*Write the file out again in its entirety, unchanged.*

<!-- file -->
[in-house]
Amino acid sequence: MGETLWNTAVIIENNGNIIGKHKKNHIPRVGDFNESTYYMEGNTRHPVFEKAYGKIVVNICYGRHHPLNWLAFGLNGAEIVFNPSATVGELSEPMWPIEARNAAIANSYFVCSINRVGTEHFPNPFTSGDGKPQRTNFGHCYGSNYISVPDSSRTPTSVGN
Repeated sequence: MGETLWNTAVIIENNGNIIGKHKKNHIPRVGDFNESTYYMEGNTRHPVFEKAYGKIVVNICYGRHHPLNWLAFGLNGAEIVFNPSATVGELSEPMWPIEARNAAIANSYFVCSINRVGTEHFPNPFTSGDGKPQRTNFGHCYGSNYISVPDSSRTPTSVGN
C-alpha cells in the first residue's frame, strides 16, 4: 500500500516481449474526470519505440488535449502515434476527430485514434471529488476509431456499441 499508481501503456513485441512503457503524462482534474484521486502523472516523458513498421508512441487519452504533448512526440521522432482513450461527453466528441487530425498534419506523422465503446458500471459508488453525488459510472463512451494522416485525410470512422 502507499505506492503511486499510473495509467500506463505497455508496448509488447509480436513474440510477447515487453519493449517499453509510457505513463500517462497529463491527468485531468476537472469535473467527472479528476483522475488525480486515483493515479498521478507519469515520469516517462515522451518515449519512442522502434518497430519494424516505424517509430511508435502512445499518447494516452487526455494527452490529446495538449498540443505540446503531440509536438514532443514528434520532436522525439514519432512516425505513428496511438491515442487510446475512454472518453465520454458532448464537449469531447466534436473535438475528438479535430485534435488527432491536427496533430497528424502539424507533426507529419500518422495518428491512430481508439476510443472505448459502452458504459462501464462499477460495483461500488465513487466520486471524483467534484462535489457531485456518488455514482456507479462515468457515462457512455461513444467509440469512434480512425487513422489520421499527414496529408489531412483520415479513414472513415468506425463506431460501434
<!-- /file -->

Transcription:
[in-house]
Amino acid sequence: MGETLWNTAVIIENNGNIIGKHKKNHIPRVGDFNESTYYMEGNTRHPVFEKAYGKIVVNICYGRHHPLNWLAFGLNGAEIVFNPSATVGELSEPMWPIEARNAAIANSYFVCSINRVGTEHFPNPFTSGDGKPQRTNFGHCYGSNYISVPDSSRTPTSVGN
Repeated sequence: MGETLWNTAVIIENNGNIIGKHKKNHIPRVGDFNESTYYMEGNTRHPVFEKAYGKIVVNICYGRHHPLNWLAFGLNGAEIVFNPSATVGELSEPMWPIEARNAAIANSYFVCSINRVGTEHFPNPFTSGDGKPQRTNFGHCYGSNYISVPDSSRTPTSVGN
C-alpha cells in the first residue's frame, strides 16, 4: 500500500516481449474526470519505440488535449502515434476527430485514434471529488476509431456499441 499508481501503456513485441512503457503524462482534474484521486502523472516523458513498421508512441487519452504533448512526440521522432482513450461527453466528441487530425498534419506523422465503446458500471459508488453525488459510472463512451494522416485525410470512422 502507499505506492503511486499510473495509467500506463505497455508496448509488447509480436513474440510477447515487453519493449517499453509510457505513463500517462497529463491527468485531468476537472469535473467527472479528476483522475488525480486515483493515479498521478507519469515520469516517462515522451518515449519512442522502434518497430519494424516505424517509430511508435502512445499518447494516452487526455494527452490529446495538449498540443505540446503531440509536438514532443514528434520532436522525439514519432512516425505513428496511438491515442487510446475512454472518453465520454458532448464537449469531447466534436473535438475528438479535430485534435488527432491536427496533430497528424502539424507533426507529419500518422495518428491512430481508439476510443472505448459502452458504459462501464462499477460495483461500488465513487466520486471524483467534484462535489457531485456518488455514482456507479462515468457515462457512455461513444467509440469512434480512425487513422489520421499527414496529408489531412483520415479513414472513415468506425463506431460501434